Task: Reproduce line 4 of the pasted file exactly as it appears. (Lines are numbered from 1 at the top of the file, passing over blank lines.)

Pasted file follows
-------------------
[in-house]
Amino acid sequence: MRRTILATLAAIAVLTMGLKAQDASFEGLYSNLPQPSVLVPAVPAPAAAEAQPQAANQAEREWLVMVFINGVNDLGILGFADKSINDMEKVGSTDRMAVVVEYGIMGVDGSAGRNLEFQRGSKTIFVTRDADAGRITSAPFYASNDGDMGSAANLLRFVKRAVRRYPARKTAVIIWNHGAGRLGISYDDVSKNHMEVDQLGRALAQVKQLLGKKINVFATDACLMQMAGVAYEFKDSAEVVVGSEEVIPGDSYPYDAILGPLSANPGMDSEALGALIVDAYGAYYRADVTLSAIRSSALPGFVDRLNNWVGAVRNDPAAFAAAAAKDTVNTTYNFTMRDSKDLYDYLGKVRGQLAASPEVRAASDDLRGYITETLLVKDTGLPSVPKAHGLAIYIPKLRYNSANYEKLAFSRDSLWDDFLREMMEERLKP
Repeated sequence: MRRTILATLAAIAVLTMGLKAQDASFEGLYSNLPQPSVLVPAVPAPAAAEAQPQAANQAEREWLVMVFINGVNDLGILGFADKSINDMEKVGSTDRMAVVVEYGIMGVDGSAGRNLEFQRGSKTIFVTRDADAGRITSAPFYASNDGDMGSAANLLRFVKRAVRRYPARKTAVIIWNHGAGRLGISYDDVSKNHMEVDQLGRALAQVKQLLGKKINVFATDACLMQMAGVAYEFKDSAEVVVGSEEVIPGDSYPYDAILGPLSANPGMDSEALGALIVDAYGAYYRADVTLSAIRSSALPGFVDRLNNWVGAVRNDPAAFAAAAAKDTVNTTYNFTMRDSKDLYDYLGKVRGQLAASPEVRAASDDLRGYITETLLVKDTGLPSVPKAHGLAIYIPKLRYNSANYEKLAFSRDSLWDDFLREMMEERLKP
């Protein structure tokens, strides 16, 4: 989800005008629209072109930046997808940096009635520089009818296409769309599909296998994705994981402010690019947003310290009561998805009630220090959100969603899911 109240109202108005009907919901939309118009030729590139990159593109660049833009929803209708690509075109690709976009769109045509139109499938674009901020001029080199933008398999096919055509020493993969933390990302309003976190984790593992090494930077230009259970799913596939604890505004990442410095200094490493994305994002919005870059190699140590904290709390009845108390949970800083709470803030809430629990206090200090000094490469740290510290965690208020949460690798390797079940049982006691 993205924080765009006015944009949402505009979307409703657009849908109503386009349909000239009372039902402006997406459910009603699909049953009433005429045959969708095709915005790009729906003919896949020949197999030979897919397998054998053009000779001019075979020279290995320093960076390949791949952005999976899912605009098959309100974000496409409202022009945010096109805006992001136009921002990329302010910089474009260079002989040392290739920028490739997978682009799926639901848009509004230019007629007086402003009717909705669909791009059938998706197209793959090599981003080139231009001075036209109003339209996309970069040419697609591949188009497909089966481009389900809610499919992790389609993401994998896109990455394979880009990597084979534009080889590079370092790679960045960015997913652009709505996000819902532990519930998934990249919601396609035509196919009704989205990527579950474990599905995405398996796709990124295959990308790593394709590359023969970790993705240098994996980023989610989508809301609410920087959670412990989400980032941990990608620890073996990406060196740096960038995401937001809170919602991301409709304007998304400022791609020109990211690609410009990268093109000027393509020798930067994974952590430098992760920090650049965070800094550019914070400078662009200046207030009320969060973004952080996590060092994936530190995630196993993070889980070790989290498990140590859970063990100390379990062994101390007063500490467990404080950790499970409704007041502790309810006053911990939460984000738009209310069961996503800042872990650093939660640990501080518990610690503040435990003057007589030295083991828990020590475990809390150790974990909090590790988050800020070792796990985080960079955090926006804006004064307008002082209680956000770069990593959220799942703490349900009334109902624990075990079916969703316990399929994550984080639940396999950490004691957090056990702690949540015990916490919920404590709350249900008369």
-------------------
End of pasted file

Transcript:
């Protein structure tokens, strides 16, 4: 989800005008629209072109930046997808940096009635520089009818296409769309599909296998994705994981402010690019947003310290009561998805009630220090959100969603899911 109240109202108005009907919901939309118009030729590139990159593109660049833009929803209708690509075109690709976009769109045509139109499938674009901020001029080199933008398999096919055509020493993969933390990302309003976190984790593992090494930077230009259970799913596939604890505004990442410095200094490493994305994002919005870059190699140590904290709390009845108390949970800083709470803030809430629990206090200090000094490469740290510290965690208020949460690798390797079940049982006691 993205924080765009006015944009949402505009979307409703657009849908109503386009349909000239009372039902402006997406459910009603699909049953009433005429045959969708095709915005790009729906003919896949020949197999030979897919397998054998053009000779001019075979020279290995320093960076390949791949952005999976899912605009098959309100974000496409409202022009945010096109805006992001136009921002990329302010910089474009260079002989040392290739920028490739997978682009799926639901848009509004230019007629007086402003009717909705669909791009059938998706197209793959090599981003080139231009001075036209109003339209996309970069040419697609591949188009497909089966481009389900809610499919992790389609993401994998896109990455394979880009990597084979534009080889590079370092790679960045960015997913652009709505996000819902532990519930998934990249919601396609035509196919009704989205990527579950474990599905995405398996796709990124295959990308790593394709590359023969970790993705240098994996980023989610989508809301609410920087959670412990989400980032941990990608620890073996990406060196740096960038995401937001809170919602991301409709304007998304400022791609020109990211690609410009990268093109000027393509020798930067994974952590430098992760920090650049965070800094550019914070400078662009200046207030009320969060973004952080996590060092994936530190995630196993993070889980070790989290498990140590859970063990100390379990062994101390007063500490467990404080950790499970409704007041502790309810006053911990939460984000738009209310069961996503800042872990650093939660640990501080518990610690503040435990003057007589030295083991828990020590475990809390150790974990909090590790988050800020070792796990985080960079955090926006804006004064307008002082209680956000770069990593959220799942703490349900009334109902624990075990079916969703316990399929994550984080639940396999950490004691957090056990702690949540015990916490919920404590709350249900008369």